Orioles knock out 2-time AL champion Rangers 5-1

Associated Press Modified: October 6, 2012 at 12:31 am •  Published: October 6, 2012
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Four pitches into the game, they led against Darvish, who struck out seven in 6 2-3 innings.

Nate McLouth grounded Darvish's first pitch toward first baseman Michael Young. The longest-tenured Rangers player got charged with an error when he tried to backhand the ball, which ricocheted off the heel of his glove and away from him.

McLouth stole second base on the third pitch. J.J. Hardy then drove him in by grounding a hard single up the middle — the Orioles had only one more hit until a sequence in the sixth that needed some interpretation.

The O's had consecutive singles to start the sixth before Jones' sacrifice fly made it 2-1.

After backing up the plate when Jones hit the ball in the air, Darvish started stretching his shoulder and rolling his neck. Washington and pitching coach Mike Maddux went out to the mound to try to figure out what was wrong when their pitcher still looked uncomfortable.

Darvish's translator, Joe Furukawa, was also on his way out before initially being waved back by umpires. The six umpires then conferred before allowing the translator to come out while Darvish kept stretching and then threw a couple of pitches. Darvish said he had a cramp in the muscle on the top of his shoulder.

Darvish finished the sixth with a strikeout, and started the seventh with another, before Ryan Flaherty's single and a sac bunt by Manny Machado. Derek Holland took over and gave up an RBI single by McLouth for a 3-1 lead.

Even though he was a rookie in the majors, the 26-year-old Darvish was 8-2 with a 1.38 ERA and five complete games in 11 postseason starts for the Hokkaido Nippon-Ham Fighters from 2006-11.

McLouth added a sacrifice fly in the ninth, when the Orioles scored twice against Rangers closer Joe Nathan.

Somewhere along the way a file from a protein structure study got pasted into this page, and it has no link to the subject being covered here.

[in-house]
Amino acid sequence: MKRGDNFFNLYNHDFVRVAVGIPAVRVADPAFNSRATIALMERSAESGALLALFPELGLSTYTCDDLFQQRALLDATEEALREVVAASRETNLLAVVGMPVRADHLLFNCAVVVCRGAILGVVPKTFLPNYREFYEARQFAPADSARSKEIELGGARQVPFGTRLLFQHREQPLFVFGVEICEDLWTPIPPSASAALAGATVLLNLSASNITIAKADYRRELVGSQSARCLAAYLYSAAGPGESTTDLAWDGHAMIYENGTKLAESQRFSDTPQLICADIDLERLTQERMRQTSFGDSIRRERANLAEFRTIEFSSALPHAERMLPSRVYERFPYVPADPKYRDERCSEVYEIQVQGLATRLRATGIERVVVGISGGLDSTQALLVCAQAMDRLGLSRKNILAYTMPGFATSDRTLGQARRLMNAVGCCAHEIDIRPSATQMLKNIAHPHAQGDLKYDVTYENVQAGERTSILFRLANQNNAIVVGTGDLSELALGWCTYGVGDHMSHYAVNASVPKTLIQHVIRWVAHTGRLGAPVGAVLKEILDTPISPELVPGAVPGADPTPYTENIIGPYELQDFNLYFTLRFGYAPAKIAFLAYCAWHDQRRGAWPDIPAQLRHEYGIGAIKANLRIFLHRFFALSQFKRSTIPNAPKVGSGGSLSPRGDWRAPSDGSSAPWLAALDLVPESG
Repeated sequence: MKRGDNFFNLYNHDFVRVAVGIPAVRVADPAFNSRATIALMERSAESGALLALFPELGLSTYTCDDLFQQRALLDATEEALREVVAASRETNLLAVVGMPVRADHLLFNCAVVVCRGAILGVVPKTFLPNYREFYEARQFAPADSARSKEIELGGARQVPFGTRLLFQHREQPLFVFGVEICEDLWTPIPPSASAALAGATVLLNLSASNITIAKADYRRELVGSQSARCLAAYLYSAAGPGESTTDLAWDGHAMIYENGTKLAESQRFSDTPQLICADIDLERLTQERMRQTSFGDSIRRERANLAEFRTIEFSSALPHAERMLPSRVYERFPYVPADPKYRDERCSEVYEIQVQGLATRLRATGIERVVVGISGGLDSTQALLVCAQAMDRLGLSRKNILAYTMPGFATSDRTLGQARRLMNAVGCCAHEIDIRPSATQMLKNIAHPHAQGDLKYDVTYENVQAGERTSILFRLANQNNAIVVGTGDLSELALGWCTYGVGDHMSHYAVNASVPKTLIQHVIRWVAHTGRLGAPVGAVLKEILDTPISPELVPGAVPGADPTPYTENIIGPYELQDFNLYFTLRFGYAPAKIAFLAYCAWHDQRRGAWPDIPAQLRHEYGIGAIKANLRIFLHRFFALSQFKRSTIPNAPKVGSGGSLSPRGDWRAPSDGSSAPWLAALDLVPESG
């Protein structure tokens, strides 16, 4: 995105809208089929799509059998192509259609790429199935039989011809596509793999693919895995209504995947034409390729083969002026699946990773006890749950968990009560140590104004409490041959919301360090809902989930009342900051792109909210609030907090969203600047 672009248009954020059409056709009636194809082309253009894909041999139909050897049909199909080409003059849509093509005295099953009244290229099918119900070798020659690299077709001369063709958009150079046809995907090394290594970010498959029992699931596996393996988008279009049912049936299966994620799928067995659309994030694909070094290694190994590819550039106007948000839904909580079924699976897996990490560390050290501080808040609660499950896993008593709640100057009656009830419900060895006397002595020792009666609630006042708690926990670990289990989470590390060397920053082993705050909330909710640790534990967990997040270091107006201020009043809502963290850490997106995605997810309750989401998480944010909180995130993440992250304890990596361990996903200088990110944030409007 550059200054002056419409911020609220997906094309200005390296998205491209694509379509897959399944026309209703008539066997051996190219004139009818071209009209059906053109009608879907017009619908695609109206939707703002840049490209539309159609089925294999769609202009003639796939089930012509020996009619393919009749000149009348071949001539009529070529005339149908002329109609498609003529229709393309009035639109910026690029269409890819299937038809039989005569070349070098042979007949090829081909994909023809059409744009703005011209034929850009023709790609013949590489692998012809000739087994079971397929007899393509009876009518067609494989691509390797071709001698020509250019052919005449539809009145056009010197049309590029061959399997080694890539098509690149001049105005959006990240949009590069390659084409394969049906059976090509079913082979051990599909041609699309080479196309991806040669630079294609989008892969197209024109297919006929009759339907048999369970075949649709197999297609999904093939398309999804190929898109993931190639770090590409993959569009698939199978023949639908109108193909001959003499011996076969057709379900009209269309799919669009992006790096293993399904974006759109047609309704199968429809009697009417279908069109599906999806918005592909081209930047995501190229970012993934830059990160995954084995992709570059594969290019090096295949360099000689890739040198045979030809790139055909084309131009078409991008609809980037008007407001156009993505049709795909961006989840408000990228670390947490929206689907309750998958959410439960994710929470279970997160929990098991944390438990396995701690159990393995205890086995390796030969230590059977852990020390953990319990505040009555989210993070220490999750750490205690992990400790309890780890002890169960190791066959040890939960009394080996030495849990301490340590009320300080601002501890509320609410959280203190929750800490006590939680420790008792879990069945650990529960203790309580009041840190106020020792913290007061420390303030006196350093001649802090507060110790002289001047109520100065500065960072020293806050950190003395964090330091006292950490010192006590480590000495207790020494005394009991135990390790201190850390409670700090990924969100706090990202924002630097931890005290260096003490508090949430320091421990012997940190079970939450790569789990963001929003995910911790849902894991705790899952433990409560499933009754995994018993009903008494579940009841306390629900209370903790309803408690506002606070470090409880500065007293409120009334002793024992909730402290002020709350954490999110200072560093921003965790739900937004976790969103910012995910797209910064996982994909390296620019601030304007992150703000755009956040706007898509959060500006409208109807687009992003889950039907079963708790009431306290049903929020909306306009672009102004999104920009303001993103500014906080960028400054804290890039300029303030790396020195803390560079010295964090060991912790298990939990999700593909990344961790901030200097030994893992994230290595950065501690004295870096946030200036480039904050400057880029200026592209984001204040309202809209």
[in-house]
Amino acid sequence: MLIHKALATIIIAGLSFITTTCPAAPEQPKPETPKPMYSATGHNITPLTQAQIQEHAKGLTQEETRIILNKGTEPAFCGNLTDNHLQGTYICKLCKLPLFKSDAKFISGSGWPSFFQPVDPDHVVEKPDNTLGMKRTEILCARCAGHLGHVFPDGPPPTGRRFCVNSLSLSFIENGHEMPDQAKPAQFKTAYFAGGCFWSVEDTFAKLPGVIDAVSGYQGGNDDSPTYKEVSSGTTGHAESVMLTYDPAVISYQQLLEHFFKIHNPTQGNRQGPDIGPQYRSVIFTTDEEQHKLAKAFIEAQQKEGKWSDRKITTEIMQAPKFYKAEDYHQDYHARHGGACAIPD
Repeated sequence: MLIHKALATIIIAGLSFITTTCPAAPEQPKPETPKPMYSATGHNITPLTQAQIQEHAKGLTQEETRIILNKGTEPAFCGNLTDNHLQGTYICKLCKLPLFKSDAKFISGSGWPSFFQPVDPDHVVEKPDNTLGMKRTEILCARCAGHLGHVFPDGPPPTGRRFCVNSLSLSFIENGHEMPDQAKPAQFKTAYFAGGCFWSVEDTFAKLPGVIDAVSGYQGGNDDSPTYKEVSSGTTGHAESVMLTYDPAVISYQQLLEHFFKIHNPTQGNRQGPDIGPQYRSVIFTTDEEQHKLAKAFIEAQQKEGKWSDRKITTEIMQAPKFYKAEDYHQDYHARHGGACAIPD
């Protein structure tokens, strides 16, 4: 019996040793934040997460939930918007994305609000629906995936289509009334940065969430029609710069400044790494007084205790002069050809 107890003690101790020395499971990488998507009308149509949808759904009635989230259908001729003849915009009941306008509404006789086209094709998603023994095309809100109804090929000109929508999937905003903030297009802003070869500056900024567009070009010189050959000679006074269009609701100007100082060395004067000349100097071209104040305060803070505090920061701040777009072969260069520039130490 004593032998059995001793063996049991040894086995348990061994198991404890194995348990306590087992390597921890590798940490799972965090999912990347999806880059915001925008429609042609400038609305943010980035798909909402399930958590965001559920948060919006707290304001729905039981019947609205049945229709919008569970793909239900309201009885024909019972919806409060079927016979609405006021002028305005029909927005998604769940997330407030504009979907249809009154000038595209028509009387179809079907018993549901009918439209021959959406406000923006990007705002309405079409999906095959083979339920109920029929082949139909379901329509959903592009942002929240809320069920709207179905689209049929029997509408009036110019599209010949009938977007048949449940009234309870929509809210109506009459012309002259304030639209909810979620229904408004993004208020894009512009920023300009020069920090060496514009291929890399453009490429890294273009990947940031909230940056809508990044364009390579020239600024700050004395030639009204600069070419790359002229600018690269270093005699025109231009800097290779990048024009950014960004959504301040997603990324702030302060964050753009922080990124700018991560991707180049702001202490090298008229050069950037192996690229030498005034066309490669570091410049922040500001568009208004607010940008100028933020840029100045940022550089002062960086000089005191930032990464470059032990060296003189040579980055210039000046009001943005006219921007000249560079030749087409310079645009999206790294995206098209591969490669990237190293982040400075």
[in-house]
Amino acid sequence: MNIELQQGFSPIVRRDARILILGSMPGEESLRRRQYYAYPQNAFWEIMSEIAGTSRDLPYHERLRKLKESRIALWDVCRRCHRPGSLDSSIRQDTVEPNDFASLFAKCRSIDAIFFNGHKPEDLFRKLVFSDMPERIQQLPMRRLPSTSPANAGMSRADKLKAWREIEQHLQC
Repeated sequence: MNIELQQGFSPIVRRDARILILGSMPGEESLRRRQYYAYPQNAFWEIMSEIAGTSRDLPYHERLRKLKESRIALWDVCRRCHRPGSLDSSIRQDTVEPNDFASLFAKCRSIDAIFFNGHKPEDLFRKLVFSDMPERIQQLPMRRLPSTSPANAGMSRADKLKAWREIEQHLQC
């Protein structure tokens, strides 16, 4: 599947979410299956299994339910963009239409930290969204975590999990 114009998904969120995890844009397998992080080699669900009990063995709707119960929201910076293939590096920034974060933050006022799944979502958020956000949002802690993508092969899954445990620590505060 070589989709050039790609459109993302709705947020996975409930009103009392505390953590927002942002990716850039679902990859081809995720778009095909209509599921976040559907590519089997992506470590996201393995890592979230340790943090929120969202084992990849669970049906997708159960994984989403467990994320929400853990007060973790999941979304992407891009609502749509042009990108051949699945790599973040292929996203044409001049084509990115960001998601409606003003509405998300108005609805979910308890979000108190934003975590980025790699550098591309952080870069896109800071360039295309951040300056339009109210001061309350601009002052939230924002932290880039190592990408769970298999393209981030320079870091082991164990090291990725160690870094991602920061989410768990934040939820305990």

Jim Johnson, who set an Orioles record with 51 saves, allowed a walk and two hits, including a two-out pinch single by 19-year-old Jurickson Profar, before Murphy's game-ending flyball to left.

Saunders, who was with Arizona until the end of August, benefited from three double-play grounders and some bad swings by slugger Josh Hamilton, the former AL MVP and free-agent-to-be who might have played his last home game in a Texas uniform.

Hamilton was 0 for 4 with two strikeouts, both on three pitches. He swung at the first pitch his other at-bats — grounding in a double play in the first that did send home Texas' only run and hit a comebacker for the final out in the eight with a runner at second base.

Even if a second wild card hadn't been added this year, the Orioles and Rangers would have been playing a winner-take-all game since both had 93 wins in the regular season.

Under the old playoff rules, they would have met in a 163rd regular-season game the next day to determine the only wild card, with the winner hitting the road to open the division series.

With the new format, it was a postseason game after an extra day — when Washington gave his team off after being swept in Oakland and losing the AL West crown on the regular season's final day.

The new rules also eliminated the prohibition against teams from the same division meeting in the ALDS, setting up the Orioles and Yankees.

For the Rangers, they're headed into their longest offseason in three years.

NOTES: Orioles 1B Mark Reynolds got hit on his right hand by a pitch in the second. He then stole second, matching his stolen base total from the regular season before getting stranded there. ... The ceremonial first pitch was thrown by 86-year-old Sister Frances Evans, a longtime Rangers fan who was escorted by Nolan Ryan to a spot a few feet in front of the plate. She wound up and threw to former Rangers catcher Jim Sundberg.